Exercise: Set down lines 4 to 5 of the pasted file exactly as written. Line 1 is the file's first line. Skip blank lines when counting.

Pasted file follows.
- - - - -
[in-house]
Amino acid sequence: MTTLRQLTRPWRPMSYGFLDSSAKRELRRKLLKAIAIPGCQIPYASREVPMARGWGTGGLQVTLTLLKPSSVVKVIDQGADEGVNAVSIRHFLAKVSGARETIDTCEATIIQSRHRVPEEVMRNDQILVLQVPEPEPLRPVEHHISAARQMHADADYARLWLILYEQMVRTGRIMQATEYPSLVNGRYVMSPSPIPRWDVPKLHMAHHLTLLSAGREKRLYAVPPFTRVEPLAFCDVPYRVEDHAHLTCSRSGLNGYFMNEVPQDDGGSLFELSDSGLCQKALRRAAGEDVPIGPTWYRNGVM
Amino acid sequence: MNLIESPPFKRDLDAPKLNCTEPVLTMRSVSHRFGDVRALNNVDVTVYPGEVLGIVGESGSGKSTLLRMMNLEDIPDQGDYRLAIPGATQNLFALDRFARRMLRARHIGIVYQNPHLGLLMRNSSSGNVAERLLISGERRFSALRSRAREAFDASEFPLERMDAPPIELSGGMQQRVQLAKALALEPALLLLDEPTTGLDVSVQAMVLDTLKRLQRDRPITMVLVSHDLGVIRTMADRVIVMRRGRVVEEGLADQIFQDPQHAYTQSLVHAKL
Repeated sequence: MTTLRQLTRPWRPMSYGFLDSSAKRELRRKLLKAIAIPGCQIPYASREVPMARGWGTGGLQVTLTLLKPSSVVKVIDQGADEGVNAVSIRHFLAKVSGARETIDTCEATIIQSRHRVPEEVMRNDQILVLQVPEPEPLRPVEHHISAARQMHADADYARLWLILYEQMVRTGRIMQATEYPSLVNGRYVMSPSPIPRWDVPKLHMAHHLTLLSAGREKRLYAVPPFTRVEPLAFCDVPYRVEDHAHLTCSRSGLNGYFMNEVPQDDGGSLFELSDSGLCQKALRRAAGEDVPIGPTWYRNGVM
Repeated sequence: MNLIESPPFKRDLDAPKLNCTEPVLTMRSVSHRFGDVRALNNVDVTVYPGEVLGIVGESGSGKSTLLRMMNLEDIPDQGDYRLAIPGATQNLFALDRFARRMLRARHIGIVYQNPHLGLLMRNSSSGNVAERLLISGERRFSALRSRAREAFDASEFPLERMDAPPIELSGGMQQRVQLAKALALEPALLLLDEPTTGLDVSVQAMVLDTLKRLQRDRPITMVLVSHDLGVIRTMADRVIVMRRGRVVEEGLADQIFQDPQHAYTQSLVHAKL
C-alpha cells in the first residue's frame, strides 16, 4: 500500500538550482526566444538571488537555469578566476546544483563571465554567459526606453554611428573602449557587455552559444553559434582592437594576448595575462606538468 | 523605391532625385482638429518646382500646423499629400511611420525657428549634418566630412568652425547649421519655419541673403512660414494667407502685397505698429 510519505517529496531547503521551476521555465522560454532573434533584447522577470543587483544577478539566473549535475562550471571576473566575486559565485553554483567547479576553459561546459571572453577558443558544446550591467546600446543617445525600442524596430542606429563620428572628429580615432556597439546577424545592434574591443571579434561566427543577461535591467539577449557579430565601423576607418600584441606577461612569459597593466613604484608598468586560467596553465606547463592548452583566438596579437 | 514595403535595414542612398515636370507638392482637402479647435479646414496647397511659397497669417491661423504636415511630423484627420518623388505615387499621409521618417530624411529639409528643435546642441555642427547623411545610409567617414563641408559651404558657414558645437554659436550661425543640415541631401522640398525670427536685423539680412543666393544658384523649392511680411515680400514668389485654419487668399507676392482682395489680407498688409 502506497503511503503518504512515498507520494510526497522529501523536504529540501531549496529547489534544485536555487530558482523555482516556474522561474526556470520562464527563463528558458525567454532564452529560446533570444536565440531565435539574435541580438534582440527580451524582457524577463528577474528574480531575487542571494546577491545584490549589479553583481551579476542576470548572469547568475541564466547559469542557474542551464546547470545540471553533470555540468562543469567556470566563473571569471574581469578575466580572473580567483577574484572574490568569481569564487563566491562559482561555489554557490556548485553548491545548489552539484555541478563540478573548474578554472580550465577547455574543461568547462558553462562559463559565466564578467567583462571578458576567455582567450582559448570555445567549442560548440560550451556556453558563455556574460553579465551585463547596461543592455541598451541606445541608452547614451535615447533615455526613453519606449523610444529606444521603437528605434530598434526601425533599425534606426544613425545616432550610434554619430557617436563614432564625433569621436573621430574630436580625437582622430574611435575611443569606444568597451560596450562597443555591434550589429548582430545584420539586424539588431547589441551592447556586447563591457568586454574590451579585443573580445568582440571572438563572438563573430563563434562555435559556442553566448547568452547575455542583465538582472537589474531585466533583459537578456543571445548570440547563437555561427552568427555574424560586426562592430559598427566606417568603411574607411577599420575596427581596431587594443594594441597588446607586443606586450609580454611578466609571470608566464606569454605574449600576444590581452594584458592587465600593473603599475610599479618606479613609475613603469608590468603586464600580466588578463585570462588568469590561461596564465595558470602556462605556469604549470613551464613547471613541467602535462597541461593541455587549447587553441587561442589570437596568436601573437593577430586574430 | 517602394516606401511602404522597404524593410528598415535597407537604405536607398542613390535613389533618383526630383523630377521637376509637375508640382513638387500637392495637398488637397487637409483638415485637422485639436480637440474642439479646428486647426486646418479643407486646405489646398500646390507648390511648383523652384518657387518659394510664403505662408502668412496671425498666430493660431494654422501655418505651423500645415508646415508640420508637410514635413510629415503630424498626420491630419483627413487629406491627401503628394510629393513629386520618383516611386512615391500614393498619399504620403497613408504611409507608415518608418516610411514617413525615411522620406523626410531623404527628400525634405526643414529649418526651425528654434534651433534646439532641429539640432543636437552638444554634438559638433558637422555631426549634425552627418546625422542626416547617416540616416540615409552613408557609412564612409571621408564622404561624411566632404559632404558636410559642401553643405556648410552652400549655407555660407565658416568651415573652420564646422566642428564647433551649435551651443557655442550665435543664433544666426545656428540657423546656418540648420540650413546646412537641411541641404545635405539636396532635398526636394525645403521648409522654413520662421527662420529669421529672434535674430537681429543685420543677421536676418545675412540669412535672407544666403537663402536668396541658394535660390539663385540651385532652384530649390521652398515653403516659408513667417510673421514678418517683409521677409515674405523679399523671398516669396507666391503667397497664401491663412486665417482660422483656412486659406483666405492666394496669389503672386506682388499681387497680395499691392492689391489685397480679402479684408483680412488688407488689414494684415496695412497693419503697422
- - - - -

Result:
Repeated sequence: MTTLRQLTRPWRPMSYGFLDSSAKRELRRKLLKAIAIPGCQIPYASREVPMARGWGTGGLQVTLTLLKPSSVVKVIDQGADEGVNAVSIRHFLAKVSGARETIDTCEATIIQSRHRVPEEVMRNDQILVLQVPEPEPLRPVEHHISAARQMHADADYARLWLILYEQMVRTGRIMQATEYPSLVNGRYVMSPSPIPRWDVPKLHMAHHLTLLSAGREKRLYAVPPFTRVEPLAFCDVPYRVEDHAHLTCSRSGLNGYFMNEVPQDDGGSLFELSDSGLCQKALRRAAGEDVPIGPTWYRNGVM
Repeated sequence: MNLIESPPFKRDLDAPKLNCTEPVLTMRSVSHRFGDVRALNNVDVTVYPGEVLGIVGESGSGKSTLLRMMNLEDIPDQGDYRLAIPGATQNLFALDRFARRMLRARHIGIVYQNPHLGLLMRNSSSGNVAERLLISGERRFSALRSRAREAFDASEFPLERMDAPPIELSGGMQQRVQLAKALALEPALLLLDEPTTGLDVSVQAMVLDTLKRLQRDRPITMVLVSHDLGVIRTMADRVIVMRRGRVVEEGLADQIFQDPQHAYTQSLVHAKL